Scientists have developed a two-legged robot that paves the way for humanoid rescue machines.
Engineers at MIT and University of Illinois have released footage of the game-changing prototype.
It shows a method that allows humans to remotely control and balance the robot.
It is hoped this will allow soldiers to save people in harsh environments including burning buildings and other places inaccessible to humans.
MIT said: "(It is) an essential step toward enabling a humanoid to carry out high-impact tasks in challenging environments."
In the footage, the robot is controlled by a person wearing a vest.
The robot's actions mirror the person's as he transmits commands to the two-legged machine.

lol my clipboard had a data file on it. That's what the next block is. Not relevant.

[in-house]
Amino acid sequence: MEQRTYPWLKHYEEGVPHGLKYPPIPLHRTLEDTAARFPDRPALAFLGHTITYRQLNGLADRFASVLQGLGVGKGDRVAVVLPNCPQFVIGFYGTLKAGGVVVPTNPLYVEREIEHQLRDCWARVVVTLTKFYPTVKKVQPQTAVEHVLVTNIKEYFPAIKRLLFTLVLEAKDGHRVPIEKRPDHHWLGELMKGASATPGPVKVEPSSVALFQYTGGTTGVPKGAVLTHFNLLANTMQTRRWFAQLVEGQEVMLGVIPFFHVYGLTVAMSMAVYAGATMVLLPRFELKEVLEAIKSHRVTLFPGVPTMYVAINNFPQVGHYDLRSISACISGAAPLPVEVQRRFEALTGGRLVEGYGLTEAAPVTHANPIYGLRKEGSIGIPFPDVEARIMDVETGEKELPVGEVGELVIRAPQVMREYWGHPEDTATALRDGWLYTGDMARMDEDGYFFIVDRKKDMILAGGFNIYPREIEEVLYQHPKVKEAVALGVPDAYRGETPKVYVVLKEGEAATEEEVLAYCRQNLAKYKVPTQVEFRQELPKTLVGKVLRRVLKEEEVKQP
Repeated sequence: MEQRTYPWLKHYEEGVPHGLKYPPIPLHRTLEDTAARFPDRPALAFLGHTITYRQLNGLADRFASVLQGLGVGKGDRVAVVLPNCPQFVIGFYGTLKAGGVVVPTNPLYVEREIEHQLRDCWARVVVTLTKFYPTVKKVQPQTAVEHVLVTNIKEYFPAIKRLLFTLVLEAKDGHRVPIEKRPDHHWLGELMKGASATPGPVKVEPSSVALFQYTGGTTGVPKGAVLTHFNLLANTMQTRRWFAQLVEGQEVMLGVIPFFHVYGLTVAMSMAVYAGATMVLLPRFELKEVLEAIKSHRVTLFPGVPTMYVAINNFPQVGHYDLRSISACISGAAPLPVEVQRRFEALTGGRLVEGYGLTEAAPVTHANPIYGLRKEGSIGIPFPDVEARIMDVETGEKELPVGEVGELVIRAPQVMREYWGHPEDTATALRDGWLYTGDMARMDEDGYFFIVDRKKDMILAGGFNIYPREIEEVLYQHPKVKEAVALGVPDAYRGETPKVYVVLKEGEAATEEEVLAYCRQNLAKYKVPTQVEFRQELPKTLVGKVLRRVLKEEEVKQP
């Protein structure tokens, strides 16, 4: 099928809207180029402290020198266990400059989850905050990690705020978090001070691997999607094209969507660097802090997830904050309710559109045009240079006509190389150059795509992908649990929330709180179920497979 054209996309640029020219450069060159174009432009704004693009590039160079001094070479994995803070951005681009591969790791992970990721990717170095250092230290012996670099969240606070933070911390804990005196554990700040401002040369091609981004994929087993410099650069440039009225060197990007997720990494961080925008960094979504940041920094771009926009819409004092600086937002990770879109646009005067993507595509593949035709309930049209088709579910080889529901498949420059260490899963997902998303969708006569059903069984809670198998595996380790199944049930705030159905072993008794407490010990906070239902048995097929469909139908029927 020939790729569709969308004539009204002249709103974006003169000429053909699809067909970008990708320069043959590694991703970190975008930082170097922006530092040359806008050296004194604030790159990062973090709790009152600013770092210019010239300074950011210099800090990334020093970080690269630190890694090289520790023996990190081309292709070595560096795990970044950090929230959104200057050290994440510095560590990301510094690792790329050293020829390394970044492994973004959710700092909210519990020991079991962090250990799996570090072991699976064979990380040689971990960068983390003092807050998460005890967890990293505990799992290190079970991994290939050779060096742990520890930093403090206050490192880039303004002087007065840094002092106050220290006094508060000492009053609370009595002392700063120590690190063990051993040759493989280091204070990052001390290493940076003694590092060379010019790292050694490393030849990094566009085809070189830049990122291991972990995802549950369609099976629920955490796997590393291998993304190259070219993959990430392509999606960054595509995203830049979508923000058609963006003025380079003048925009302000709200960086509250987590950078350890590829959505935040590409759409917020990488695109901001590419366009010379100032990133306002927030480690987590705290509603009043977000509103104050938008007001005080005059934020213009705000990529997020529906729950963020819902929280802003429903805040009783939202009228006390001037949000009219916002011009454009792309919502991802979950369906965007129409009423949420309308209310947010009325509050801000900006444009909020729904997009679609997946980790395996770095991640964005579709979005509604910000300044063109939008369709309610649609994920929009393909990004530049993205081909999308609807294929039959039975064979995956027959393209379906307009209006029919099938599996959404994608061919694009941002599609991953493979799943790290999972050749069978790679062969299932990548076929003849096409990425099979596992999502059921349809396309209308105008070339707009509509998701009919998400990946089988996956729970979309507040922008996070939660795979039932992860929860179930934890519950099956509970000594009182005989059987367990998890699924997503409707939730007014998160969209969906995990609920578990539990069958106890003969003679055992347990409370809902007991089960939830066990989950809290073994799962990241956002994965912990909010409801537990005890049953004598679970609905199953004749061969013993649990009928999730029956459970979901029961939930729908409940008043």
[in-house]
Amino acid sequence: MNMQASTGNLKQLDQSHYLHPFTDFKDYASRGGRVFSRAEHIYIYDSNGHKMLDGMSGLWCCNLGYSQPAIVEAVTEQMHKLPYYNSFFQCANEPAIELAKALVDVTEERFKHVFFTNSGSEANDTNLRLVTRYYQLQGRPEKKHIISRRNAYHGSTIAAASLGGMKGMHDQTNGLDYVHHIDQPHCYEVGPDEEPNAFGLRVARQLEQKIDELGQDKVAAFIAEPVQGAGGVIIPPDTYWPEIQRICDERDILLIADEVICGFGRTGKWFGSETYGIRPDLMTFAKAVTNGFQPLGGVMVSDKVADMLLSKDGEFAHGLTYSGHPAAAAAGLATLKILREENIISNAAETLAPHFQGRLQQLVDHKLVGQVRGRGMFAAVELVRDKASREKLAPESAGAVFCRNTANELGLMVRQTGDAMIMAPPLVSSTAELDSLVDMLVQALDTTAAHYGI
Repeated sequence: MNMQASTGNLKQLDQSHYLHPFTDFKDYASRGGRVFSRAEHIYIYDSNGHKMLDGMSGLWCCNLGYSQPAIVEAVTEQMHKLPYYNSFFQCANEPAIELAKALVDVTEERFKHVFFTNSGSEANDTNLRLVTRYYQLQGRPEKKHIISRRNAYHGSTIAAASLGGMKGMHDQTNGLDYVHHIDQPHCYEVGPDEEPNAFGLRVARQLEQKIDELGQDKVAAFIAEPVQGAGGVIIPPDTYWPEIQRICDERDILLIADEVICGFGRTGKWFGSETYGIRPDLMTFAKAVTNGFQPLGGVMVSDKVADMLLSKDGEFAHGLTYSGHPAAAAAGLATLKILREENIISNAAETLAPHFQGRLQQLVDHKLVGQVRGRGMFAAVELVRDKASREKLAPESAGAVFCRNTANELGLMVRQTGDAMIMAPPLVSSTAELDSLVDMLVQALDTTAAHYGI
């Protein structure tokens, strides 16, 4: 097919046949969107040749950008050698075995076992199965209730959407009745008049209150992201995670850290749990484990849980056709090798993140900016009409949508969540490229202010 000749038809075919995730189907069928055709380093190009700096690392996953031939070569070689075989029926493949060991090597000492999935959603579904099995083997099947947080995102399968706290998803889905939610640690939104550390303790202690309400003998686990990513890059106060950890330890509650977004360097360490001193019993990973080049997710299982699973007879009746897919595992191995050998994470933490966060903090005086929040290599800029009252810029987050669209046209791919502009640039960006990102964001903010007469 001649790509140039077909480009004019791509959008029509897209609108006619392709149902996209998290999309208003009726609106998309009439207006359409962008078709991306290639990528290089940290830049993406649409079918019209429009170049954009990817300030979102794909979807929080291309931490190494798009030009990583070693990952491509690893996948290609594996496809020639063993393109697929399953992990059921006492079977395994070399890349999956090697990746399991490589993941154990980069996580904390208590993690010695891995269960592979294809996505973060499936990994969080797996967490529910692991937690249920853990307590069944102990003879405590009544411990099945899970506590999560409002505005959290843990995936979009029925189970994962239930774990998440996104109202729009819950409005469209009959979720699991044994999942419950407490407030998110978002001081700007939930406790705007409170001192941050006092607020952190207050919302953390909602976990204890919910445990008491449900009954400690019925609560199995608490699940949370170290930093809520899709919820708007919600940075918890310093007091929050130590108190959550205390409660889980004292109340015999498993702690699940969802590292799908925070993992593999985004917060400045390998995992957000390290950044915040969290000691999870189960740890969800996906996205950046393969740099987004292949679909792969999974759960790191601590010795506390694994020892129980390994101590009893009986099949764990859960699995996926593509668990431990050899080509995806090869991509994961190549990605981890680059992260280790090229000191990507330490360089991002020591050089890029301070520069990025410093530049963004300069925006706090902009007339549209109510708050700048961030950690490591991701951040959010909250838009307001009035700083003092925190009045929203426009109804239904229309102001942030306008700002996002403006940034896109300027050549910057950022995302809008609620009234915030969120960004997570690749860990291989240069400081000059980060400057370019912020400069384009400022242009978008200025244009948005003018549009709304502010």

In dangerous situations, this will allow humans to navigate the challenging terrain.
Dr Joao Ramos said: "It's like running with a heavy backpack – you can feel how the dynamics of the backpack move around you, and you can compensate properly.
"Now if you want to open a heavy door, the human can command the robot to throw its body at the door and push it open, without losing balance."
The technology is described as a "balance feedback" approach, reports Sky News.
In the footage humans were successfully able to keep the robot balance as it jumped and walked.
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